Cover Page, 19 April 2018, Issue 150 The Guardian website solicits donations from readers to help fund its production. We don’t do that, but would ask instead that you forward our articles to, and recommend us to, any contacts of yours who would be interested. If you can persuade them to register for our weekly… Continue reading Issue 150: 2018 04 19: Cover page
19 April 2018 Lens on the Week UK MESS OF THE WEEK: Mrs May and Amber Rudd have had a busy week apologising for the sinister mess the Government has made in dealing with the Windrush migrants who, despite having a legal right to be in the UK, have been threatened with deportation and, possibly,… Continue reading Issue 150: 2018 04 19: Lens on the Week
19 April 2018 Macron on BFM/RMC “Don’t you have a puerile sense of omnipotence?” By Richard Pooley Imagine Theresa May asking to be interviewed for two hours by John Humphries and Jeremy Paxman on a Sunday evening on both television and radio. I can’t think of any British political leader, current or past, making such… Continue reading Issue 150: 2018 04 19: Macron on BFM/RMC
19 April 2018 Acid or Actuality? Take a trip with us. By Neil Tidmarsh How often do you open a newspaper and start reading and think “Crazy! Unreal! They’re making it up! They’re pulling my leg! Is it April 1st? No! So perhaps someone’s slipped something into my tea and I’m actually tripping out in… Continue reading Issue 150: 2018 04 19: Acid or Actuality?
19 April 2018 Trans or Feminist? The brokers’ dilemma. By John Watson Sometimes it is a change in the wind, sometimes a lightening of the atmosphere, but, slight though it be, the sensitive observer will feel it and recognise the beginning of a sea change. Over then to Hendon Magistrates Court where 26 year-old transgender… Continue reading Issue 150: 2018 04 19: Trans or Feminist?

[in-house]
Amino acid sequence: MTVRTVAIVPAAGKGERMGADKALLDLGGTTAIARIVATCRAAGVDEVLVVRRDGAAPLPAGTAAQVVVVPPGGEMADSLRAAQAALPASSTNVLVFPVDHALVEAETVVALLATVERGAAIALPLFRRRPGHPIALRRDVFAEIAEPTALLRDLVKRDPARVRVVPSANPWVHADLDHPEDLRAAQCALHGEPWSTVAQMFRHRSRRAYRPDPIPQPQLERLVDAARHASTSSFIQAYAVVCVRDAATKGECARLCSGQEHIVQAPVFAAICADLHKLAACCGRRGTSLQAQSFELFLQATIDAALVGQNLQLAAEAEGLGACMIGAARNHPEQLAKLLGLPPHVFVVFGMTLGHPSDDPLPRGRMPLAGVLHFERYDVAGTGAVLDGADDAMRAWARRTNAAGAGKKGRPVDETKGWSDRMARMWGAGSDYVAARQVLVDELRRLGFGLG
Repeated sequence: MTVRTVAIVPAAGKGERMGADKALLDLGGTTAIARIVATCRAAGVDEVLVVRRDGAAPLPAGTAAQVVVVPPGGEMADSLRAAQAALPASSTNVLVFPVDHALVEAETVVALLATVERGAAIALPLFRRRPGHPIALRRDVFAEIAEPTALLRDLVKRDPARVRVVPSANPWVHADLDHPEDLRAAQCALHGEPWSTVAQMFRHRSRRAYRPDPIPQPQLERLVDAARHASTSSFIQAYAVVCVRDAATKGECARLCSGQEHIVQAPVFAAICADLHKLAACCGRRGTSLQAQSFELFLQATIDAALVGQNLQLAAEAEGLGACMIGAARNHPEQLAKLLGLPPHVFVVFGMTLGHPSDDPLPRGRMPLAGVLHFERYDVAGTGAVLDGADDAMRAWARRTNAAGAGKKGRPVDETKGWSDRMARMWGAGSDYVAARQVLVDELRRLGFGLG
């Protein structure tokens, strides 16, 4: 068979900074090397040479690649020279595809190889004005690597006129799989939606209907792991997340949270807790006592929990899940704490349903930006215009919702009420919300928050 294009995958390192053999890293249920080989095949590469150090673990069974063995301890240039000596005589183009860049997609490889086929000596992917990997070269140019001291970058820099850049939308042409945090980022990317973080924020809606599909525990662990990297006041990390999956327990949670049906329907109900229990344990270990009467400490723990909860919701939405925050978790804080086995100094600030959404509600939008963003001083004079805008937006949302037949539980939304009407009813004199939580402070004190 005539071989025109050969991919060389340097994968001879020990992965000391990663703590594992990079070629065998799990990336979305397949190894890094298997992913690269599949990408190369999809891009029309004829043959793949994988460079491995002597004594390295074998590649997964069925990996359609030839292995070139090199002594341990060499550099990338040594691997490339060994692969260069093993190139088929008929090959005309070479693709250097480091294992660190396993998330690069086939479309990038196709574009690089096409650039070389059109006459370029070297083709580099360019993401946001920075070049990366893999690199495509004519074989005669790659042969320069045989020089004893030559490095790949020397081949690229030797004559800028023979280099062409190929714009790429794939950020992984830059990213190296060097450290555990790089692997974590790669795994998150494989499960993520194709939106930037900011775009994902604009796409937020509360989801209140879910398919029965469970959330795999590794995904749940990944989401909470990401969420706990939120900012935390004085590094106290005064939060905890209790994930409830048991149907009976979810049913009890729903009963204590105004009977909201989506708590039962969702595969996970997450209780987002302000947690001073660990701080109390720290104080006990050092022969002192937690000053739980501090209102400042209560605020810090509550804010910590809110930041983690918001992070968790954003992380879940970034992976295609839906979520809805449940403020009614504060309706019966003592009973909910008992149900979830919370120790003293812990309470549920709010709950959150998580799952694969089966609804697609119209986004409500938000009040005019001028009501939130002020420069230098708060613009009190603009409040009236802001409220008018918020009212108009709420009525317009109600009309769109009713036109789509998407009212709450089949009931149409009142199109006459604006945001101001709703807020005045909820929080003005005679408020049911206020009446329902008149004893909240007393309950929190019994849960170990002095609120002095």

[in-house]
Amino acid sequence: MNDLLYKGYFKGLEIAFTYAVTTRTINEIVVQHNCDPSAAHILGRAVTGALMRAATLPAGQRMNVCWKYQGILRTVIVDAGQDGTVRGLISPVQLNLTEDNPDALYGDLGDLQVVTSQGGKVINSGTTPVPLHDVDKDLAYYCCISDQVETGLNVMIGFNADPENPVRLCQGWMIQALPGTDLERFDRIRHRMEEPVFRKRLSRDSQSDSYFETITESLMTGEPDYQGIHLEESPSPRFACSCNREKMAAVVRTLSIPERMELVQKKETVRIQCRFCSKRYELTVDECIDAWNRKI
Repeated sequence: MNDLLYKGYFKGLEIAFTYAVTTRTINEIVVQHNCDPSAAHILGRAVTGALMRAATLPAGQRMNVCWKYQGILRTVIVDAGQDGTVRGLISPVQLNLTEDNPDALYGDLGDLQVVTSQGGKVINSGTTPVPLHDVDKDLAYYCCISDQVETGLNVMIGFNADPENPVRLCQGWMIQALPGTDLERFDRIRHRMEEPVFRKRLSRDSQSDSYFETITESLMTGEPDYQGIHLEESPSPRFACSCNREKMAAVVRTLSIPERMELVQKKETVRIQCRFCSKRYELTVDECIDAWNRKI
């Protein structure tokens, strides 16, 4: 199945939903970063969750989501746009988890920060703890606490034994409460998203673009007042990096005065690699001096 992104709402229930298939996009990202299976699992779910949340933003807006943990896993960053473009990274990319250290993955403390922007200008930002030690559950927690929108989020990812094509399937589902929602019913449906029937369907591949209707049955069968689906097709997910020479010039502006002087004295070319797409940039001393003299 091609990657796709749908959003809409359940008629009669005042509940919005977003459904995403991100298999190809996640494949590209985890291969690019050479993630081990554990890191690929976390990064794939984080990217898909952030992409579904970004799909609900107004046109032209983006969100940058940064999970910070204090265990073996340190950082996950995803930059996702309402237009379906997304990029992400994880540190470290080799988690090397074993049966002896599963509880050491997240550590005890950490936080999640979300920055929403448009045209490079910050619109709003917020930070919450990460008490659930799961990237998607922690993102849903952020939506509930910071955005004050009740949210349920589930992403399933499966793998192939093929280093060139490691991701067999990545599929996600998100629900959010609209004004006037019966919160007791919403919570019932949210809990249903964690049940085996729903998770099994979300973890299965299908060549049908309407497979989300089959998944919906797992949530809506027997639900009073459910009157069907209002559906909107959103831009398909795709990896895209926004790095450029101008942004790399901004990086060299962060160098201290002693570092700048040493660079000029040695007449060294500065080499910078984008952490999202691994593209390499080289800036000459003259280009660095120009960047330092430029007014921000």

19 April 2018 Diary of a Corbynista Theatre of the Absurd by Don Urquhart 12 April When will the OPCW (Organisation for the Prohibition of Chemical Weapons) investigate the Douma attack and what will they be allowed to see? If the Russians and Syrians obstruct them that will tell us that there was a chemical… Continue reading Issue 150: 2018 04 19: Diary of a Corbynista
19 April 2018 Hospital Parking and Windrush Exercise of Judgement. by Lynda Goetz Several newspapers of different political persuasions carried the story last week of ‘Good Samaritan’ Kevin Williams who, whilst helping a woman he didn’t know, overstayed his allowed 20-minutes in an NHS hospital car park by just one second, for which he received… Continue reading Issue 150: 2018 04 19: NHS Parking & Windrush
19 April 2018 People power Changing everything from gender pay to arms sales. By Frank O’Nomics It is as if everyone has taken up the mantra of the recently revived play (of a film) Network: “I’m mad as hell, and I’m not going to take this anymore!” Public rage against the power of big business… Continue reading Issue 150: 2018 04 19: People Power
19 April 2018 Son of the Prophet! The House of al-Chin. By Chin Chin Sometimes, just sometimes, your prayers are answered. There I was last week complaining that there was nothing much of interest in the English newspapers, even that the French had gone one up on us in the dramatic quality of their current… Continue reading Issue 150: 2018 04 19: Son of the Prophet!
19 April 2018 Camelot in Carlisle by J R Thomas Did the dying King Arthur throw Excalibur in the Solway? Was the Round Table to be found in the Great Hall of Carlisle Castle? Before legions of angry readers pound their keyboards in protest, pointing out that Camelot was located at (feel free to fill… Continue reading Issue 150: 2018 04 19: Camelot in Carlisle
19 April 2018 Education, Education, Education. (A play by The Wardrobe Ensemble) at Shoreditch Town Hall. Reviewed by Adam McCormack Star rating: *** It is 1997 and eighteen years of Tory government have come to an end. For many in teaching the New Labour policy of putting education as the first three priorities of their… Continue reading Issue 150: 2018 04 19: Education, Education…
19 April 2018 Picasso 1932 Love, Fame, Tragedy (at Tate Modern, 8 March – 9 September) By William Morton It is common to think of artists as poverty-stricken, but of course it is not true in the case of artists such as Picasso who find success in their own lifetime. By 1932, he had left… Continue reading Issue 150: 2018 04 19: Picasso 1932